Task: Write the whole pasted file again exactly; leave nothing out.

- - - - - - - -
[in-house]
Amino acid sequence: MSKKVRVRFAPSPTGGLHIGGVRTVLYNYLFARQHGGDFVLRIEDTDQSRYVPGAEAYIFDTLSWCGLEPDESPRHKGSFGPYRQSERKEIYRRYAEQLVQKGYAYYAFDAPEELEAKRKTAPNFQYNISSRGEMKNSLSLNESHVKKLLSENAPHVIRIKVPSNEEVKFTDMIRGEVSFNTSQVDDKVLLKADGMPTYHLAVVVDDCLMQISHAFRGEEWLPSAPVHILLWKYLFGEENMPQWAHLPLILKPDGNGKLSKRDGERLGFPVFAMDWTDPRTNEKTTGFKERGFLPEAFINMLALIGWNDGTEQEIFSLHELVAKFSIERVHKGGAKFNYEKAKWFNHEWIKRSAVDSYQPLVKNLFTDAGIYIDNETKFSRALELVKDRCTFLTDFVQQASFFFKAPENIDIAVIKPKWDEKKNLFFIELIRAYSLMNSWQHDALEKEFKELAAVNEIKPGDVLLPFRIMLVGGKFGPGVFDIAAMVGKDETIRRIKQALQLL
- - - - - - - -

[in-house]
Amino acid sequence: MSKKVRVRFAPSPTGGLHIGGVRTVLYNYLFARQHGGDFVLRIEDTDQSRYVPGAEAYIFDTLSWCGLEPDESPRHKGSFGPYRQSERKEIYRRYAEQLVQKGYAYYAFDAPEELEAKRKTAPNFQYNISSRGEMKNSLSLNESHVKKLLSENAPHVIRIKVPSNEEVKFTDMIRGEVSFNTSQVDDKVLLKADGMPTYHLAVVVDDCLMQISHAFRGEEWLPSAPVHILLWKYLFGEENMPQWAHLPLILKPDGNGKLSKRDGERLGFPVFAMDWTDPRTNEKTTGFKERGFLPEAFINMLALIGWNDGTEQEIFSLHELVAKFSIERVHKGGAKFNYEKAKWFNHEWIKRSAVDSYQPLVKNLFTDAGIYIDNETKFSRALELVKDRCTFLTDFVQQASFFFKAPENIDIAVIKPKWDEKKNLFFIELIRAYSLMNSWQHDALEKEFKELAAVNEIKPGDVLLPFRIMLVGGKFGPGVFDIAAMVGKDETIRRIKQALQLL